‘Grief’ describes the human response to when a death or loss is suffered. Grief often involves emotional pain and suffering but is also natural and necessary after a loss. It may be felt immediately, or some time after the loss is experienced.
Everyone experiences grief in a different way, but there may be some common thoughts and feelings:
- Shock and disbelief or denial: ‘this can’t be so’
- Anger or guilt: ‘this isn’t fair’ ‘if only I had …’
- Sadness and depression: ‘I’m so alone’..’I feel low and sad’
- Confusion: ‘I can’t makes sense of my thoughts and feelings’
Grief can affect the capacity to function, including:
- Disrupted sleep
- Changes to appetite
- Exhaustion and restlessness
- Anxiety and irritability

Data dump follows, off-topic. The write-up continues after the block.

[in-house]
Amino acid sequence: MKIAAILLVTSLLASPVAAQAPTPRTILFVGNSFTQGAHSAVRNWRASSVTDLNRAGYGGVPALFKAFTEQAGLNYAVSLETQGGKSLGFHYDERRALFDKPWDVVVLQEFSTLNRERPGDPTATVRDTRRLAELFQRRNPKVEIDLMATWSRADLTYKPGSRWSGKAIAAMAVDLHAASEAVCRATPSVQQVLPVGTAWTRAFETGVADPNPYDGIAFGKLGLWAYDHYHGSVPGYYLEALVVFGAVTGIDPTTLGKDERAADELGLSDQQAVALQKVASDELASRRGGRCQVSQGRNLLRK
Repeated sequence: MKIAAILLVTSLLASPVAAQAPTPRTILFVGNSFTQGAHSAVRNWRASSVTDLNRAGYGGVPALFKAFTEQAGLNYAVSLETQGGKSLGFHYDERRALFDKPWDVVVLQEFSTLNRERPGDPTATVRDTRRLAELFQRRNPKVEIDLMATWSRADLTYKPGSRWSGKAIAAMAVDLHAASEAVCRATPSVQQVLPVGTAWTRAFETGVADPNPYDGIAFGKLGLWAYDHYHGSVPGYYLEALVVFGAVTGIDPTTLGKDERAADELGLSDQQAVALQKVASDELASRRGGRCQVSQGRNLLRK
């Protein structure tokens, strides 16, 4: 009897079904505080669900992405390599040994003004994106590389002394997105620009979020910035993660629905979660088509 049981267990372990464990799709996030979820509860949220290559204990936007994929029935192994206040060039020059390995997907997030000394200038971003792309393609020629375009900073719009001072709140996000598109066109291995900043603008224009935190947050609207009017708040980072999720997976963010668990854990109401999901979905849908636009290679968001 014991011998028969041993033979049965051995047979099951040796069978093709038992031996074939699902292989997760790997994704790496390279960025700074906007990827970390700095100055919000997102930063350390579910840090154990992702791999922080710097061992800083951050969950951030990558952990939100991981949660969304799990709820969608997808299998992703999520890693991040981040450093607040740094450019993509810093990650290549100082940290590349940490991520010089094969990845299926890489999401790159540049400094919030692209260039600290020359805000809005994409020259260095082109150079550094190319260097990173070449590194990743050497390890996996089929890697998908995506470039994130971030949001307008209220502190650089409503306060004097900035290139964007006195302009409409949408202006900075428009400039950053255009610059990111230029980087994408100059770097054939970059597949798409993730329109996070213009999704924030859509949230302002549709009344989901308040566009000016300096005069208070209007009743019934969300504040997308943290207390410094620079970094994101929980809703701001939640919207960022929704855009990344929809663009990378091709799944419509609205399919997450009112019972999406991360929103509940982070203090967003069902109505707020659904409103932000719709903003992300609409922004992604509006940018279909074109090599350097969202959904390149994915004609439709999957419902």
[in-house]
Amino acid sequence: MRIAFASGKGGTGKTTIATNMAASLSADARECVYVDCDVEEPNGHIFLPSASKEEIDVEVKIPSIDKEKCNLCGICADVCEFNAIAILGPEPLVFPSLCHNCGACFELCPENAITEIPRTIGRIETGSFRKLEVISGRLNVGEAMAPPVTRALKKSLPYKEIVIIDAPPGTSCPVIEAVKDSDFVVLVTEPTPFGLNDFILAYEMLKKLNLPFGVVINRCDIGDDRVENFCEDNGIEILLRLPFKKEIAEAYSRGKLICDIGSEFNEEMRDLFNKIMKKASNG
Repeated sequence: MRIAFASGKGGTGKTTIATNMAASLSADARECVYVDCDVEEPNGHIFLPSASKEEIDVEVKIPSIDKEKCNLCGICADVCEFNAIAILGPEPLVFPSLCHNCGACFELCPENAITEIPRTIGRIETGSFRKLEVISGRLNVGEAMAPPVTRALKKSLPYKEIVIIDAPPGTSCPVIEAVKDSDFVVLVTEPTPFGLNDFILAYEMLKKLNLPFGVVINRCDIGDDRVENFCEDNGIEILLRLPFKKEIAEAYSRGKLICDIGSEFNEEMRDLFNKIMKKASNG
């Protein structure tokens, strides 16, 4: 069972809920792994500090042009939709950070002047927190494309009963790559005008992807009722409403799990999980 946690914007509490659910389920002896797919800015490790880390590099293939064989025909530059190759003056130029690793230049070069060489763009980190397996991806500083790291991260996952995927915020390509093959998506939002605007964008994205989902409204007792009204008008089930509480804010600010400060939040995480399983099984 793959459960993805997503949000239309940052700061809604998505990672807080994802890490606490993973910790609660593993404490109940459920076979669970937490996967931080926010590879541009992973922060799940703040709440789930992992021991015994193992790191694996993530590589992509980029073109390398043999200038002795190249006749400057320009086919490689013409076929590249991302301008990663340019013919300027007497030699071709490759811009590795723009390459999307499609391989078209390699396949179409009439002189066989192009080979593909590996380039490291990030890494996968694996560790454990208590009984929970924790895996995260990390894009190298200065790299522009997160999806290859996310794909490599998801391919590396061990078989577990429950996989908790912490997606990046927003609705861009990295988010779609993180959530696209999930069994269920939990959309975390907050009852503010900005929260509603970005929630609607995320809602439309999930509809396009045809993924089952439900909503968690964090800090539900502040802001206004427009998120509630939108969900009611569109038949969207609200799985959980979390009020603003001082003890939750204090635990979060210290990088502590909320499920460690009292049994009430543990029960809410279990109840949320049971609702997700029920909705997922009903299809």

- Disinterest and reduced ability to cope
The most overwhelming feeling can be, simply, the sense of loss and the struggle to adjust to that loss.
Moving Through Loss
Sometimes it is useful to help the mourning process by sharing your experiences with someone else. Expressing your feelings either by talking or perhaps writing or drawing can be therapeutic. Taking care of yourself physically – eating healthily and exercising – is important. Allowing others to nurture you is good. Trusting yourself to go with your feelings – cry if you feel sad, listen to emotive music, look through mementoes – can help to heal. Be easy on yourself.
Occasionally we can get ‘stuck’ in grief and need some support to learn to live with the loss, perhaps with the help of a counselor.